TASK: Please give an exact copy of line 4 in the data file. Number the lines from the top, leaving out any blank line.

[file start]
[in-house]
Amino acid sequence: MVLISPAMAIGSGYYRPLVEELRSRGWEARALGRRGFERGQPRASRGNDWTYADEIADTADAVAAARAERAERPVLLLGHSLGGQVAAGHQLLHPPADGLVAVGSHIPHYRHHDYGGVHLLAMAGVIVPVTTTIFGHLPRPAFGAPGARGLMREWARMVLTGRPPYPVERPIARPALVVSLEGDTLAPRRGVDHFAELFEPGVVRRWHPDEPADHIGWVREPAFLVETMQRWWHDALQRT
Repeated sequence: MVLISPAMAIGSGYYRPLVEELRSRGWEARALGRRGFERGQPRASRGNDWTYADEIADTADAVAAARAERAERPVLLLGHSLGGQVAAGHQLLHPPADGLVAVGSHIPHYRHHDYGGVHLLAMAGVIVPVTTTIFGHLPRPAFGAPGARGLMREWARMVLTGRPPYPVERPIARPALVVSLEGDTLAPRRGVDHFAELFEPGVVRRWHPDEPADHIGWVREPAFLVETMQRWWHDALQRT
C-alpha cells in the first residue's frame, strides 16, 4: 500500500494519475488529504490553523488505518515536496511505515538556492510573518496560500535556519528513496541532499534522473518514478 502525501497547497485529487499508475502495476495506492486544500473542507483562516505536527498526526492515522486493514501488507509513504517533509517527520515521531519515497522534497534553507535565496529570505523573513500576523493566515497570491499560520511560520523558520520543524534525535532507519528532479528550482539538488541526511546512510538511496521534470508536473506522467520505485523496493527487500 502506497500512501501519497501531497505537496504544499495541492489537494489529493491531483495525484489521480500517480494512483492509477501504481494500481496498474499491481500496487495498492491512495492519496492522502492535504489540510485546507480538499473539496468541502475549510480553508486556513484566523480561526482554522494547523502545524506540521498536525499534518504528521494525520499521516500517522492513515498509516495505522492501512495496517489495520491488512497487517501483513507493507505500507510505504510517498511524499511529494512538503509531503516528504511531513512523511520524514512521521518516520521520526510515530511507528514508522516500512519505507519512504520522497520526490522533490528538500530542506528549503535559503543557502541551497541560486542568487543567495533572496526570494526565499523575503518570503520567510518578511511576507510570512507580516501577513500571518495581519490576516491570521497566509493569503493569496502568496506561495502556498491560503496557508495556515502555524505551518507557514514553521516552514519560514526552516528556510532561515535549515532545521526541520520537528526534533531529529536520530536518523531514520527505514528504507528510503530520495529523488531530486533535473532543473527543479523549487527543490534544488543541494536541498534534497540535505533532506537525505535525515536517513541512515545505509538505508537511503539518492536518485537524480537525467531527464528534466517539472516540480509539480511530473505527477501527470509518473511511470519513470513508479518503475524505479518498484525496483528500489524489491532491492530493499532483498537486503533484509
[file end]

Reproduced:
C-alpha cells in the first residue's frame, strides 16, 4: 500500500494519475488529504490553523488505518515536496511505515538556492510573518496560500535556519528513496541532499534522473518514478 502525501497547497485529487499508475502495476495506492486544500473542507483562516505536527498526526492515522486493514501488507509513504517533509517527520515521531519515497522534497534553507535565496529570505523573513500576523493566515497570491499560520511560520523558520520543524534525535532507519528532479528550482539538488541526511546512510538511496521534470508536473506522467520505485523496493527487500 502506497500512501501519497501531497505537496504544499495541492489537494489529493491531483495525484489521480500517480494512483492509477501504481494500481496498474499491481500496487495498492491512495492519496492522502492535504489540510485546507480538499473539496468541502475549510480553508486556513484566523480561526482554522494547523502545524506540521498536525499534518504528521494525520499521516500517522492513515498509516495505522492501512495496517489495520491488512497487517501483513507493507505500507510505504510517498511524499511529494512538503509531503516528504511531513512523511520524514512521521518516520521520526510515530511507528514508522516500512519505507519512504520522497520526490522533490528538500530542506528549503535559503543557502541551497541560486542568487543567495533572496526570494526565499523575503518570503520567510518578511511576507510570512507580516501577513500571518495581519490576516491570521497566509493569503493569496502568496506561495502556498491560503496557508495556515502555524505551518507557514514553521516552514519560514526552516528556510532561515535549515532545521526541520520537528526534533531529529536520530536518523531514520527505514528504507528510503530520495529523488531530486533535473532543473527543479523549487527543490534544488543541494536541498534534497540535505533532506537525505535525515536517513541512515545505509538505508537511503539518492536518485537524480537525467531527464528534466517539472516540480509539480511530473505527477501527470509518473511511470519513470513508479518503475524505479518498484525496483528500489524489491532491492530493499532483498537486503533484509